A recipe for consistent LED color quality
Above: Use the slider to see the difference a metal halide lamp and Amerlux’s high color quality LEDs.
As any physicist can tell you, color is made of three things: hue, saturation and lightness. But rendering color well with lights requires more than just understanding these elements.
Amerlux’s customers have all kinds of color needs and to meet them, we draw on our expertise in colorimetry, optics, LED phosphor technology as well as a strong industry presence and collaboration to keep up with the constant evolution of lighting.
Poor quality LEDs have tarnished the reputation of LEDs as bright light sources that make colors appear flat and less appealing. The reality is a bit more complicated, however. Spec-grade LEDs should deliver outstanding color quality. Or put another way, lighting should make people feel comfortable and products look great. We have taken color quality to the next level from day one here at Amerlux, delivering the finest color quality.
Here’s our recipe for color quality:
1. The basics: hue, saturation and lightness
Color, as the human eye sees it, is made up of three elements: hue, saturation and lightness. Hue is the dominant wavelength we’re experiencing as color. Saturation (or chroma) is the brilliance and intensity of a color. Low saturation results in pastel color and high saturation gives bright colors. Lightness is the perceived brightness of an object. As light reflects off of an object, we refer to its lightness or darkness. Our eyes can distinguish about 10 million colors and adjustments to these three levers determine which colors we see.
2. The materials science behind LED color quality
Understanding the physics of light and color is a starting point. The next step is materials science.
Part of an LED’s construction is the phosphor layer. This consists of particles that coat the light-emitting die (LED). Depending on the material recipe of the phosphor, you can change how color is rendered under the light.
“We frequently work with clients to develop custom color lighting and this means working closely with our chip manufacturing partners to tweak the phosphor so very specific wave lengths are emphasized,” says Alejandro Guerrero, director of engineering research and development at Amerlux.
The industry uses standard materials in phosphors like red nitride, aluminate and garnet. Introducing new materials into phosphor recipes present technical challenges, such as maintaining quality for the expected life of the luminaire.
“We’ve been driving phosphor innovation to achieve our clients’ color needs—even to the point of developing new, proprietary materials for phosphors,” continues Guerrero.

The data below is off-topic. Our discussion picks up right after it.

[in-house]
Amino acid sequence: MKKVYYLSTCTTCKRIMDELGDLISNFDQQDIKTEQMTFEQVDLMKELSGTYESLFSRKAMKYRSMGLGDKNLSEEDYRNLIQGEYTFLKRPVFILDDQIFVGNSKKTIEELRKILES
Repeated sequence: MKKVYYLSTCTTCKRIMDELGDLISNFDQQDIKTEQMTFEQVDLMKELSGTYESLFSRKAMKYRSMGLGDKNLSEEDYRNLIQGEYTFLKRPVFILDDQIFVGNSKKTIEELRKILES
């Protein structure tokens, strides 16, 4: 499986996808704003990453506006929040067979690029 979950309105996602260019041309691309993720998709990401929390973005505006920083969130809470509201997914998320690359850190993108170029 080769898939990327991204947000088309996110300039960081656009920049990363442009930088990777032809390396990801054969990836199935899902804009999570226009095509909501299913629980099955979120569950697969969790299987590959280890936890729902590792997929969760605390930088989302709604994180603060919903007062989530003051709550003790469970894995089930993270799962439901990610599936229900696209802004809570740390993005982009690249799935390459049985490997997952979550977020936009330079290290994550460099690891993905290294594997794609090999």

3. The right measurements and comparisons
Measurement is critical when it comes to defining color quality. The industry is beginning to transition from the old CRI scale to TM-30. CRI delivers a 0 – 100 score where achieving an 80 or better has generally been accepted as “good” color quality.
But a high CRI score doesn’t reveal the full color story. We live in full color and the basis of CRI does not properly represent the color gamut. While CRI is based on eight pastel color reference samples, TM-30 references 99 colors.
The eight colors that the CRI scale measures.
“TM-30 is superior to CRI because it uses 12 times the color references and those colors are plucked from actual objects and reflect real-world applications,” says Guerrero. “The industry is still using CRI, but the color-savvy people are already using TM-30.”
(For more about the differences between TM-30 and CRI, check out our explainer article here)
Above: A sample of the 99 colors the TM30 scale measures. (Image courtesy of Energy.gov)
Regardless of the color scale you use though, Guerrero stresses that it’s vital to compare apples with apples:
“If you have a standard 80 CRI product, but you weren’t sold the right amount of light, you may be underlighting the space or product,” he says. “Compare that light with that of a 70 CRI lamp that has three times the brightness, and the product may look better. The color quality isn’t as good, but you are perceiving it as better due to the lightness factor.”
This is why it is important to compare similar objects under similar lighting conditions for accurate color comparisons.
4. Avoiding color shift
Achieving great color quality is only the first step—the next is to keep it. All artificial light sources shift how they render color over time. Legacy light sources like halogen and metal halide exhibit a larger color shift rather quickly. Besides delivering ultra-long operating lifespans, LEDs can also provide consistent color quality when properly managed thermally, optically and electrically.
Not all LEDs are created equal, and not all LED manufacturers understand how to design for maximum color consistency.
LEDs emit less heat and UV rays than legacy lights, but they do give off heat and those emissions definitely breakdown phosphors over time, bringing about color shift. “To maintain color quality, it’s better to underdrive quality high-power LEDs with a good driver,” says Guerrero. “Engineers need to provide ample color mixing in the optic design to take color shift into account.”
LEDs offer the greatest possibilities the lighting industry has ever seen to impact space design, enhance merchandise and create better environments for people to live, work, play and heal. With solid state lighting technology, we can have it all—perfect color quality, ultra-long operating life and extreme energy efficiency.
Find your perfect color light with a free consultation today.